KUALA LUMPUR – Former Sabah chief minister Tan Sri Musa Aman today maintained his plea of not guilty on 35 counts of corruption related to timber concessions in Sabah and 16 counts of money laundering involving more than US$37.8 million and S$2.5 million.
His case was brought for mention today after the case was transferred from the Sessions Court to the High Court.
All 51 charges were read out again to the accused for almost one hour by two court interpreters before justice Collin Lawrence Sequerah.
In the dock, Musa, 68, was allowed to be seated, in consideration of his health.
Earlier, deputy public prosecutor Datuk Raja Rozela Raja Toran applied for the 35 corruption charges and 16 money laundering charges to be consolidated for trial as the transactions were related.
Musa’s lawyers led by Francis Ng Aik Guan did not object.
Sequerah allowed the application and set 22 days for trial from June 8, 2020, with the prosecution expected to call 30 witnesses.
The trial dates are: June 8-11, June 15-18, June 22-25, July 6-7, July 13-16 and July 20-23.
Meanwhile, the court has set July 24 this year for case management.
On the 35 corruption charges, Musa, as a Sabah state government agent, that is, as chief minister and Yayasan Sabah board of trustees chairman is accused of accepting gratification totalling US$63.3 million (RM263,460,962.313).
The money was allegedly an inducement for awarding timber concession contracts to a number of companies including Syarikat Segar Tepat Sdn Bhd and J.V. Lestari Sdn Bhd.
He allegedly committed the offences at seven banks and financial institutions abroad, among them, HSBC Bank, Claymore Plaza, and Ocean Tower in Singapore as well as UBS AG Bank, Central Hong Kong, China.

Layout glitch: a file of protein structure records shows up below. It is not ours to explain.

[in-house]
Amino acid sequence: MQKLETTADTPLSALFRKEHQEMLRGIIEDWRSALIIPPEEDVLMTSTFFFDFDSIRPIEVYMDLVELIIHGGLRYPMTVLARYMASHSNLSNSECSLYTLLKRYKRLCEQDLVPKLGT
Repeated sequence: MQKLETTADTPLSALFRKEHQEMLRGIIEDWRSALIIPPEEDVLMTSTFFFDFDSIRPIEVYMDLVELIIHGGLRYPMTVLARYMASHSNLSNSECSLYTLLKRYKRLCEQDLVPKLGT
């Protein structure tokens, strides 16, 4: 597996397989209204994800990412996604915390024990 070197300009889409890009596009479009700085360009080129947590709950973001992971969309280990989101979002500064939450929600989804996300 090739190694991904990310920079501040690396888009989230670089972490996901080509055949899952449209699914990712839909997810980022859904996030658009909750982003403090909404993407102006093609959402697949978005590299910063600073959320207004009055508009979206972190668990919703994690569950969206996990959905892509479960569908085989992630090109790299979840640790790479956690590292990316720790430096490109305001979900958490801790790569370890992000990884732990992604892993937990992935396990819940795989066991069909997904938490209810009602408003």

The charges are framed under Section 11(a) of the Malaysia Anti-Corruption Act 1997 and punishable under Section 16 of the same Act.
If found guilty, he faces on each count, a maximum 20 years in jail and a fine of not less than five times the bribe amount or RM10,000, whichever is higher.
On the first money laundering charge, Musa allegedly directed one Richard Christopher Barnes, 67, to open an account under the latter’s name at UBS AG Bank in Singapore through which he received proceeds from illegal activities on June 21, 2006.
Musa also faces an alternative charge of directing Barnes to open an account at UBS AG Bank, Singapore under the latter’s name to conceal his assets derived from proceeds of illegal activities at the same place and date.
On the second to 15th charges, Musa is accused of receiving proceeds from illegal activities, from individuals and companies through Barnes’ account.
On the 16th charge, the former Sabah chief minister is accused of attempting to commit money laundering by directing Barnes to transfer all his assets and cash derived from illicit proceeds that were channelled into the latter’s account to his own at UBS AG Bank, Zurich.
He allegedly committed the offences at UBS AG Bank, Central Hong Kong Special Administrative Region of the Republic of China between June 21, 2006 and May 14, 2008.
The charges framed under Section 4(1)(a) of the Anti-Money Laundering, Anti-Terrorism Financing and Proceeds of Unlawful Activities Act 2001 carries on conviction, a maximum jail term of 15 years and a fine of five times the amount involved or RM5 million, whichever is higher.